Her next fathers were Corporal Travis Brownsburrow and Major Albert Jorgenson.  She freely explored the data catalog these days and her fathers only occasionally checked to see that she was studying her Calculus.  She knew more than they did about the hydroponics systems, though Father Travis led her through and made her memorize every part of the ship’s environmental recyclers.  Major Albert was a difficult Father and she mostly avoided him.  Though she admitted avoiding him might be partly due to her second secret.

She had found the visual recordings of the day they had found her on the small ship.  Major Albert had almost caught her looking at them but she switched at random to another visual file that turned out to be a movie of men and women naked together that made Major Albert very angry when he saw it.

“We haven’t allowed you to watch most of the recordings in the library because we didn’t want you to be confused,” he explained when he’d calmed down.  “You don’t have experience to know which parts of them are real and what parts are made up.”

But what she had discovered was most certainly real.  Included in the visual record of that day was Major Jorgenson arguing that they were not equipped to care for her. That whoever stayed awake to care for her would lose irretrievable years of his life. He even suggested that it might be best to let her die. And she would have hated him for that except that some of those who had agreed with him in the recording had been the kindest of fathers and had helped her the most.  She felt a profound sort of insight could be hers if she could find a way to understand why that was so. She watched that part of the record again from time to time.

Her favorite part of the visual recordings, though, were those of a frightened Ensign Joshua Davis sent to secure the passages of the ship.  His voice quavered as he reported each corridor secure, his helmet light shining a beam through the darkness.  When the beam crossed one of the dead crew he would jump and the picture displayed on the screen would jerk around.  It made her laugh.  She counted his steps, that portion of the record memorized, as he came into the cabin where he found her.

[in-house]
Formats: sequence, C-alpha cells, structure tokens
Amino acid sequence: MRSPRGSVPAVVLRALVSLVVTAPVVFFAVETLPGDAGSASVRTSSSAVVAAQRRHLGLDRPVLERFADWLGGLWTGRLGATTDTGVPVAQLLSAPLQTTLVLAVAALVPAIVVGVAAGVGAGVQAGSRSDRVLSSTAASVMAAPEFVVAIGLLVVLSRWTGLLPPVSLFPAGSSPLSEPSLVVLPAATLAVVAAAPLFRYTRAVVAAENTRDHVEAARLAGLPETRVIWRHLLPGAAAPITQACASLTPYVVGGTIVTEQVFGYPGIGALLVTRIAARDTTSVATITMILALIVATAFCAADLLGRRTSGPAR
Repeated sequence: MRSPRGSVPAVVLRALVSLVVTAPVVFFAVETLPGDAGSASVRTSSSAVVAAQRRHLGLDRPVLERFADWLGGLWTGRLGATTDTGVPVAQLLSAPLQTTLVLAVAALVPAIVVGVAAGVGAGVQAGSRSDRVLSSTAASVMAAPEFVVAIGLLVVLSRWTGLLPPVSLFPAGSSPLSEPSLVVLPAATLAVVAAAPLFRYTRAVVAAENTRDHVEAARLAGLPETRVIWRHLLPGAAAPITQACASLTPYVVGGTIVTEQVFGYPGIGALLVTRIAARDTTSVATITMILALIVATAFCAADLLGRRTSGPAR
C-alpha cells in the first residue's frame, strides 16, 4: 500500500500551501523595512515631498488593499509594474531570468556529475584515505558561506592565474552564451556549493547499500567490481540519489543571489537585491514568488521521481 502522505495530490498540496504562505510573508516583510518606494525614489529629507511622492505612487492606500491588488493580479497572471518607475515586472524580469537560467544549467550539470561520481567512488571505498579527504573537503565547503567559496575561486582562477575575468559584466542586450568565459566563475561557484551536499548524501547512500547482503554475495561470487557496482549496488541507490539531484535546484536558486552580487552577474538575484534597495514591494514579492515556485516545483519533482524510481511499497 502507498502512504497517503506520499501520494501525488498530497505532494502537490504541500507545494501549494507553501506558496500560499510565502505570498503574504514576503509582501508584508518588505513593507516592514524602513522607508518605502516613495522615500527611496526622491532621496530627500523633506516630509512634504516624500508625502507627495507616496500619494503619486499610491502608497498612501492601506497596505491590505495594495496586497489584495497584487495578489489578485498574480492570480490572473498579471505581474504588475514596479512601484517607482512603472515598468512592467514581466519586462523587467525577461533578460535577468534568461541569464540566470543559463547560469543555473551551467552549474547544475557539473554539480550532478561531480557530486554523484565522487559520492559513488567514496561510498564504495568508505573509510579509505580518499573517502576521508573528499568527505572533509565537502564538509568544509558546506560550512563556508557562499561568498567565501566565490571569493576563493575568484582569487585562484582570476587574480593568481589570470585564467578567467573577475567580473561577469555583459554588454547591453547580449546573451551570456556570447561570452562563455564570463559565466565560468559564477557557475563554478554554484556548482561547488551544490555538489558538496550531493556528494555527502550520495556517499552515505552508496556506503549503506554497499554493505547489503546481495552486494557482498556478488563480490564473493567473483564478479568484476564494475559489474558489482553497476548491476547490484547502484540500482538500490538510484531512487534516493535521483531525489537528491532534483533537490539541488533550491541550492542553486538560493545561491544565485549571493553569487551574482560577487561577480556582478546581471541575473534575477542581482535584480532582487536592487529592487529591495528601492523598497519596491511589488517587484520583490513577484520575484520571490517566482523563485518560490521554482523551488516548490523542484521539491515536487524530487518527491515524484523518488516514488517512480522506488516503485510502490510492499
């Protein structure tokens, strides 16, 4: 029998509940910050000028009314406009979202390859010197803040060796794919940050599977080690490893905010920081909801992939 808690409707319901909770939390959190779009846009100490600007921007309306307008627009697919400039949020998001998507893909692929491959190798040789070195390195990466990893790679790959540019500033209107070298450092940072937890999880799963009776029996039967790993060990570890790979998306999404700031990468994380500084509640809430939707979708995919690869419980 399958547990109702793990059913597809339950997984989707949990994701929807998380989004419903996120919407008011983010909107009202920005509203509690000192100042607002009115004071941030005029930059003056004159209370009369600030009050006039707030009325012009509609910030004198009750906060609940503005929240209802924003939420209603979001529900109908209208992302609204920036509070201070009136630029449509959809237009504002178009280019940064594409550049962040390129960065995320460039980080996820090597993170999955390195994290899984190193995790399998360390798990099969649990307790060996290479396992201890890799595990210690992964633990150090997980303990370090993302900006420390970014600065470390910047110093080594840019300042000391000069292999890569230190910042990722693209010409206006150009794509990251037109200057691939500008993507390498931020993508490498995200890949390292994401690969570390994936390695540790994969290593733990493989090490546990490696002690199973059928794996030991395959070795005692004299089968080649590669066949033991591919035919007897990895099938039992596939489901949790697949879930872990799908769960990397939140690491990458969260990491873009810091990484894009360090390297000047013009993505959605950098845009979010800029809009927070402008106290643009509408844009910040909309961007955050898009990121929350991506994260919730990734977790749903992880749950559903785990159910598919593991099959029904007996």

A woman lay dead on the bed and Malene gazed at her with warm affection.  This would be her first mother, who had prepared for her when she’d known help was on the way but would arrive only when there was no air left to breathe. 

Ensign Davis’ step woke the baby within the bubble next to the dead woman on the bed.  That’s me, Malene thought.  The crying was weak.  The visual angle changed as Joshua crouched down for a better look.

“I’ve found someone alive.”  The frightened quaver was gone.  He sounded quite calm and rather awed.  “Do we have the atmosphere check yet?”

A voice came back.  “No pathogens, all clear there.  Not enough oxygen but the pressure is fine.  What are you up to Davis?”

“Tell the Captain I found a baby.”  There was a click and a soft alarm began to beep as he broke the seal on his suit.  A hand slid into the sleeve and glove that were part of the bubble and touched the squalling infant.  Ensign Davis’ hand.  He rummaged around in the blankets and came up with a bottle and popped it into Malene’s open mouth.

Later he would be the one holding her as the other men argued about what they would do.  He was the one who hotly declared that he’d stay awake himself for the whole trip if none others cared to lose years.

When they reached Verdal she would be the same age as Ensign Davis. She realized that Ensign Davis was kind and would certainly be her friend but that he hadn’t spent the last three years falling in love with her as she had with him.  And after a while she even accepted it.

She continued to visit her fathers in their frozen sleep.  She gazed at their faces and touched the windows fondly, tall enough now to do so without stretching.  But when she was done visiting her fathers, she also visited her friend.


Previously published April 2016 at

Everything You Want

Everything You Want

By Julie A. Pascal

“I’m going to give them a piece of my mind!”

Tully, who was peering out the dingy window of their apartment, tore his gaze from the space port that could almost be seen between the looming tenements.  They lived close enough that the entire neighborhood rattled and shook every time a spaceship took off or landed. He sent a worried look toward his sister.  

“Bellit, they have security.  What are you going to do?”

“Something no one else has the stones to do.  What are our elected officials good for? The police? What are they good for? I’m going to tell those thieving monsters that just landed what the people here really think of them.  That’s what I’m going to do.” Bellit stuffed her arms into a ragged jacket to ward off the winter chill and checked the coins in her pockets.  

“They have immunity, Bellit.  They could just shoot you.”

She pushed her brown curls from her face and raised her intense gray eyes to stare defiantly at her brother.